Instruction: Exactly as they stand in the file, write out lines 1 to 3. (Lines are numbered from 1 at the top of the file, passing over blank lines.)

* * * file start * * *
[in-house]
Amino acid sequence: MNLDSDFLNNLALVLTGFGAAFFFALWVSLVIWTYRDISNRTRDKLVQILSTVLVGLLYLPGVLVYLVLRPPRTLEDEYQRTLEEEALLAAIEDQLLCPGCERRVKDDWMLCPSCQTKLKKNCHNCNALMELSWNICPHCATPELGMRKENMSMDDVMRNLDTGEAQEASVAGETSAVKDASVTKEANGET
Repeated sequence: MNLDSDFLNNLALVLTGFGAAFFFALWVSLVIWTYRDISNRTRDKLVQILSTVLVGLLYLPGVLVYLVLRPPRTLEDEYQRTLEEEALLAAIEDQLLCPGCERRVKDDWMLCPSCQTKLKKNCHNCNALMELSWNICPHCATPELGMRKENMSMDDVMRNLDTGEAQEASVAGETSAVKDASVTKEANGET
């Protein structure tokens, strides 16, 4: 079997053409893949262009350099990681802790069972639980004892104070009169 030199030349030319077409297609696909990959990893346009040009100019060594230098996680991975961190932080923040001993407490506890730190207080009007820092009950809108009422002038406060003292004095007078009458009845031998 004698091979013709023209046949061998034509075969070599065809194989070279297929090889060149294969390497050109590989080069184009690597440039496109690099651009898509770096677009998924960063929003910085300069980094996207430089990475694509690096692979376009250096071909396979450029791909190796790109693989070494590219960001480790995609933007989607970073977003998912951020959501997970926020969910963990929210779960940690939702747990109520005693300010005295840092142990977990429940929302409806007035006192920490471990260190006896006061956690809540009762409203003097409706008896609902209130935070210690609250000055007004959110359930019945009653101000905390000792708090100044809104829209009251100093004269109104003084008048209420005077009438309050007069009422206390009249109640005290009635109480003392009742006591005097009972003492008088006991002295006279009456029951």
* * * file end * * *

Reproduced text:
[in-house]
Amino acid sequence: MNLDSDFLNNLALVLTGFGAAFFFALWVSLVIWTYRDISNRTRDKLVQILSTVLVGLLYLPGVLVYLVLRPPRTLEDEYQRTLEEEALLAAIEDQLLCPGCERRVKDDWMLCPSCQTKLKKNCHNCNALMELSWNICPHCATPELGMRKENMSMDDVMRNLDTGEAQEASVAGETSAVKDASVTKEANGET
Repeated sequence: MNLDSDFLNNLALVLTGFGAAFFFALWVSLVIWTYRDISNRTRDKLVQILSTVLVGLLYLPGVLVYLVLRPPRTLEDEYQRTLEEEALLAAIEDQLLCPGCERRVKDDWMLCPSCQTKLKKNCHNCNALMELSWNICPHCATPELGMRKENMSMDDVMRNLDTGEAQEASVAGETSAVKDASVTKEANGET